Posted on Sun 11 March 2012

LifeSaver - Game of Life as Screensaver

Recently, I promised you that I'd write my own screensaver. Well, here it is - an implementation of Conway's Game of Lifecache using xscreensavercache and OpenGL. It's based on the Python implementation I wrote, but quite a bit faster thanks to some trickery. Here's how it looks like:

Screenshot of the Screensaver

Since I need to blit a lot of pixels for each frame (all changed cells + all those that died recently and are fading away), I decided to use an OpenGL texture for drawing. That way, my dense array gets painted directly to the screen. To avoid unecessary copying, I've interleaved the game state with the texture data.

The texture itself is a one-dimensional array of unsigned int (one byte for RGBA each), but I add additional pointers so I can use it like a normal 2D-Array. height-first (y-first) is important so OpenGL draws correctly.

/* to allow faster calculation, we have 1 char padding around
 * our world, so we need to add that here */
int i;
unsigned int **world = calloc(height+2, sizeof(int *));
/* calloc will set all bits to 0 */
world[0] = calloc((length+2) * (height+2), sizeof(int));

for(i = 1; i < height+2; i++)
  world[i] = world[0] + i * length;

return world;

Now I don't really need an Alpha channel, and so I have space to store my game state information:

| MSB                                                                             LSB |
| 4 bits alive status | 4 bits neighbor status | 8 bit blue | 8 bit green | 8 bit red |

What's with the 4 bits for alive and neighbor status each? To speed up calculation of the next generation, I don't check for alive neighbors for each cell, but rather save in the cell itself how many of its neighbors are alife. This cached value only needs to change when one of the neighbors dies / is born, which doesn't happen very often.

The alive status would only need 1 bit, but I use 4 for animation, so I can fade out newly deceased cells over a few frames. All 4 bits one is alive (0xf), everything else is dead and also an index into my color array. This status is also used when updating cells - we don't need to check if an already alive cell will start to live, and vice versa:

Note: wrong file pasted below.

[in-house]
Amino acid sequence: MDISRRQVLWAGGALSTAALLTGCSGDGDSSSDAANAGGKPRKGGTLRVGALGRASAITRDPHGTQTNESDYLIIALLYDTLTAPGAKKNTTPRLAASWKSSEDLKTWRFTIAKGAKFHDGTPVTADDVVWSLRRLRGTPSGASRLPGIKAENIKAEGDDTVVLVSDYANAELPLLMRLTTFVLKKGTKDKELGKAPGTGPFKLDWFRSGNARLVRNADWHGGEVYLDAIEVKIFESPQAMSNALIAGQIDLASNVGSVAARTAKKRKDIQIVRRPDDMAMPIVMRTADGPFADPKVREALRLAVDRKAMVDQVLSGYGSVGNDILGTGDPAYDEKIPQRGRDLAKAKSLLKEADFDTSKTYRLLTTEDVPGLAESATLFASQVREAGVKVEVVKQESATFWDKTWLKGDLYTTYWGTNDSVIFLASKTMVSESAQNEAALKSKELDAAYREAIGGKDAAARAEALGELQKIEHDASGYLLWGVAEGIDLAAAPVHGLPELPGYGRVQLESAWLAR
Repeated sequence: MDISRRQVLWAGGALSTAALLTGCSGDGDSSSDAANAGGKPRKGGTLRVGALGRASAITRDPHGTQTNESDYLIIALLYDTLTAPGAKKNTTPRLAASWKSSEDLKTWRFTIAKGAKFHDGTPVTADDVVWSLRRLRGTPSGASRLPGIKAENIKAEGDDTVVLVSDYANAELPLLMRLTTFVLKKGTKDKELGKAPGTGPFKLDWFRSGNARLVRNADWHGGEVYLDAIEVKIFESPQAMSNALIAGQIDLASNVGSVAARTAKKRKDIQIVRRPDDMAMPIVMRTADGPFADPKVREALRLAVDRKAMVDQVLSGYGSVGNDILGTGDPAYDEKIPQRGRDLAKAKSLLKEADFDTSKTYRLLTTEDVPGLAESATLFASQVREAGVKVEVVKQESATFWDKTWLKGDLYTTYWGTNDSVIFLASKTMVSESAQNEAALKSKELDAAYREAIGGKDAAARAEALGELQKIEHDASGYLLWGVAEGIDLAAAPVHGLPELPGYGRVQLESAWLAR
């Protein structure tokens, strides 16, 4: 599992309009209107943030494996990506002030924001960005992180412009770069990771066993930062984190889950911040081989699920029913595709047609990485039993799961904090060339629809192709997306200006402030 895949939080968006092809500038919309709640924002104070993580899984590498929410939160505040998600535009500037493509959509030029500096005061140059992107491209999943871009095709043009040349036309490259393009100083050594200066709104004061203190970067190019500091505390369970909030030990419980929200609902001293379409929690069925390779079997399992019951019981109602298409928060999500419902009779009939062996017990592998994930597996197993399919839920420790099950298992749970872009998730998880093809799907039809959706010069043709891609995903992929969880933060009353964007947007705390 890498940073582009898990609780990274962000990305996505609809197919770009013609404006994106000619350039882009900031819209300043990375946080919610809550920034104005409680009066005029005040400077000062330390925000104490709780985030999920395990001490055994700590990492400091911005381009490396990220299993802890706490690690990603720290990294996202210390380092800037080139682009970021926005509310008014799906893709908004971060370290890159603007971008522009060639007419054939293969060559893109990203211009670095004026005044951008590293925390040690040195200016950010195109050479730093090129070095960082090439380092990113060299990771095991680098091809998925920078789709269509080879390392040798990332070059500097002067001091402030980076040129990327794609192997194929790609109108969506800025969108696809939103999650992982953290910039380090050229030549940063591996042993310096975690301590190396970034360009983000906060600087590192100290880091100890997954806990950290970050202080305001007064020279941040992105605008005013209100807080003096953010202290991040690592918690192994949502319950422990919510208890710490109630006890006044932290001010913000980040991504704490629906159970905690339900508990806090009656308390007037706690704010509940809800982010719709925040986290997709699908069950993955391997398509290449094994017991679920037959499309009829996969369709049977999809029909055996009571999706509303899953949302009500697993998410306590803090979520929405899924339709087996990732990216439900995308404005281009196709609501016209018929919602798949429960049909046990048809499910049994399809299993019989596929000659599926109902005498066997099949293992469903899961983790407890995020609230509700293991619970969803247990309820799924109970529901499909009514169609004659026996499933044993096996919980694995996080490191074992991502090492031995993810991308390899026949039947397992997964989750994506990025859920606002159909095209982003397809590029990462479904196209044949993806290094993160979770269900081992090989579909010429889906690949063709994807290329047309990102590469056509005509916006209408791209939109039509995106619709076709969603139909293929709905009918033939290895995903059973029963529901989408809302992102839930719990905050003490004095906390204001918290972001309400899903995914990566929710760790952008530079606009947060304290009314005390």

/* bit twiddling to get alive state and neighbor count */
int state = bp->old_world[y][x] >> 24;
int alive_count = state & 0x0f;
int cell_alive = state >> 4;

if(alive(bp->old_world[y][x])) {
  /* cell alive - turn off if not enough neighbors */
  if((alive_count > R[2] || alive_count < R[3]))
    set_cell(x, y, 0, mi);
}
else {
  /* cell dead - turn on if correct neighbors */
  if(alive_count >= R[0] && alive_count <= R[1])
    set_cell(x, y, 1, mi);
  /* animation of newly deceased cells */
  else if(cell_alive > 1) {
    bp->world[y][x] -= ONE_LIFE;
    bp->world[y][x] &= 0xff000000;
    bp->world[y][x] += DEAD_COLOR[16-cell_alive];
  }
  /* completely clear out cells after they reach the end of animation
   * so we don't animate them again */
  else if(cell_alive == 1)
    bp->world[y][x] &= 0x0f000000;
}

Maybe you've also noticed the comment about padding in the very first source snippet - this is purely so we don't need any modulo operations when setting alive/dead status in our neighbors.

As always, the source is on GitHubcache, check it out and play with it!

Category: misc

Tags: programming, graphics

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